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Acacia depressa facts for kids

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Echidna wattle
Conservation status

Vulnerable (EPBC Act)
Scientific classification
Acacia depressaDistMap277.png
Occurrence data from AVH

Acacia depressa, also commonly known as echidna wattle, is a shrub of the genus Acacia and the subgenus Pulchellae that is endemic to south western Australia. It was listed as vulnerable according the Environment Protection and Biodiversity Conservation Act 1999 in 2007.


The dense prostrate spreading shrub typically grows to a height of 0.05 to 0.15 metres (0.2 to 0.5 ft) and tends to form mats that can over 0.5 m (1 ft 8 in) in width with hairy and spiny branchlets. The milky green to grey-green, bipinnate and glabrous leaves have one pair of pinnae that are 2 to 4 mm (0.079 to 0.157 in) in length and have three to four pairs if pinnules which have narrowly oblong to oblong-oblanceolate shape and are 2 to 3 mm (0.079 to 0.118 in) in length and about 1 mm (0.039 in) wide. It blooms from December to January and produces yellow flowers. It forms simple inflorescences that occur singly in the axils and have spherical flower-heads that contain 12 to 15 light golden coloured flowers. Following flowering firmly chartaceous seed pods form that have a narrowly oblong shape with a length of 1 to 2 cm (0.39 to 0.79 in) and a width of around 3 mm (0.12 in) and have a somewhat thickened margin.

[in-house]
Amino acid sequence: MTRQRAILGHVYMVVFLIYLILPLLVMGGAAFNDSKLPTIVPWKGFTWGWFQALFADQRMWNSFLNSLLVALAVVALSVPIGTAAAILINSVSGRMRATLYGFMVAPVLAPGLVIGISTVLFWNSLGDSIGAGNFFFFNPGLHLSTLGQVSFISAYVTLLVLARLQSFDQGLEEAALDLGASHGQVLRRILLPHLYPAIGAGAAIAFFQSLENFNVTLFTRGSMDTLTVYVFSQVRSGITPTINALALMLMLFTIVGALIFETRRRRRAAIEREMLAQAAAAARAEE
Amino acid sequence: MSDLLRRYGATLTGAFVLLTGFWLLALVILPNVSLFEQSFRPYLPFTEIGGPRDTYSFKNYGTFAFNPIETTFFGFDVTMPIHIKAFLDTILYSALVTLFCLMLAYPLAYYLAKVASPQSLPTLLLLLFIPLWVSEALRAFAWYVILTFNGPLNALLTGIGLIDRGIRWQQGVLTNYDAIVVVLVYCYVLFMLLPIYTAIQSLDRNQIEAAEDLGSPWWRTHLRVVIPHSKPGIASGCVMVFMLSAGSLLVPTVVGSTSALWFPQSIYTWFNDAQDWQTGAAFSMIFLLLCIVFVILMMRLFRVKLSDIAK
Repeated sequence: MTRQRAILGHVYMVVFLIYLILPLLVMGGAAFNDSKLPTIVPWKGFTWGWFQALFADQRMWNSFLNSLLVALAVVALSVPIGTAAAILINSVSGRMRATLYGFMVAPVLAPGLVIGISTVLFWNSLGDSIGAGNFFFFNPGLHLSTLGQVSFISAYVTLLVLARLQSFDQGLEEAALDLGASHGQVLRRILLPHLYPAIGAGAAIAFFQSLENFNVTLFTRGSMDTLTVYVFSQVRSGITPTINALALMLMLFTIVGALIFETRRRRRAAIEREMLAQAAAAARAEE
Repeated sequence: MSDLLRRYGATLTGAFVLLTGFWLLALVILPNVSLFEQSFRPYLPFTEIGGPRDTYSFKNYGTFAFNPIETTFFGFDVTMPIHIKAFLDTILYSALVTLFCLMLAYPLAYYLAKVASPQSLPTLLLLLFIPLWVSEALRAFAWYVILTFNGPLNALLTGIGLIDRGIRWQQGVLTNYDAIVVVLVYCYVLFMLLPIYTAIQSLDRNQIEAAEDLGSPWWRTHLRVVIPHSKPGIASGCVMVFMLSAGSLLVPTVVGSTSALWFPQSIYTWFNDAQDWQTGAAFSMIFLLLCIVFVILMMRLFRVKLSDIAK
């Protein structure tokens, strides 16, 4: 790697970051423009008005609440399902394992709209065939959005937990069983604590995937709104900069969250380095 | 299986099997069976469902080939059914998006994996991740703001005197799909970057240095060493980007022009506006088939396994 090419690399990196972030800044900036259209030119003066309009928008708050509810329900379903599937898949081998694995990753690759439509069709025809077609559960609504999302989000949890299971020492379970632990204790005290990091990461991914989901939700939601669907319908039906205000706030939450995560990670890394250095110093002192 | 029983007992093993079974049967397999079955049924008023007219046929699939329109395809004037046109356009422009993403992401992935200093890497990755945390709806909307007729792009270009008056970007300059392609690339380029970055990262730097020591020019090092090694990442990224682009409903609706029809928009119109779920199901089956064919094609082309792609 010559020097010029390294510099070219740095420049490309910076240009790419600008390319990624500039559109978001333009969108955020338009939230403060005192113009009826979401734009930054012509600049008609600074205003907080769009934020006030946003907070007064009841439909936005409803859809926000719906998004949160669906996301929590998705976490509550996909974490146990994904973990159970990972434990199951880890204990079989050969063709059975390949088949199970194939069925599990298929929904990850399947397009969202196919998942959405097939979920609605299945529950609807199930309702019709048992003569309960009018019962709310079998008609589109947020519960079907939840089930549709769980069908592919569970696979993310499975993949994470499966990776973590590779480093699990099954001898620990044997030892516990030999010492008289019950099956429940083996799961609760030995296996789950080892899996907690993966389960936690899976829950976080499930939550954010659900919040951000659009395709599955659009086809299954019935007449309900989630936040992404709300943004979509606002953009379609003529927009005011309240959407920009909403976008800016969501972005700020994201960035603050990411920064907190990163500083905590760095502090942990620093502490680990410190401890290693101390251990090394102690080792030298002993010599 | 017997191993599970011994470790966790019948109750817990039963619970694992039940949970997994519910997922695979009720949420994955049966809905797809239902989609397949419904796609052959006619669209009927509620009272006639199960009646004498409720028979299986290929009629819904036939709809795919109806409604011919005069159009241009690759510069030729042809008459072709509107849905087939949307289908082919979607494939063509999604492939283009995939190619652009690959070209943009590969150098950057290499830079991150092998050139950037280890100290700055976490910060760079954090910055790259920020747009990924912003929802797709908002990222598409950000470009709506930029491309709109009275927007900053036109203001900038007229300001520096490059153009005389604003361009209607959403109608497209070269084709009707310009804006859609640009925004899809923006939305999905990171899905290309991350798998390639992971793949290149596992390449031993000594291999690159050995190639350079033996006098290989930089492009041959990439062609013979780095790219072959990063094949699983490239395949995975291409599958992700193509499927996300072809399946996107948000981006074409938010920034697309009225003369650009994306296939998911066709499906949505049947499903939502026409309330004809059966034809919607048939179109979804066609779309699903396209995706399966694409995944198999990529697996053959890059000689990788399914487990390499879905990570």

It is native to an area in the Wheatbelt region of Western Australia where it is commonly situated on low rocky hills and rises where it grows in gravelly lateritic soils. It has a limited distribution around Lake Grace as a part of low shrubland or open heath communities.

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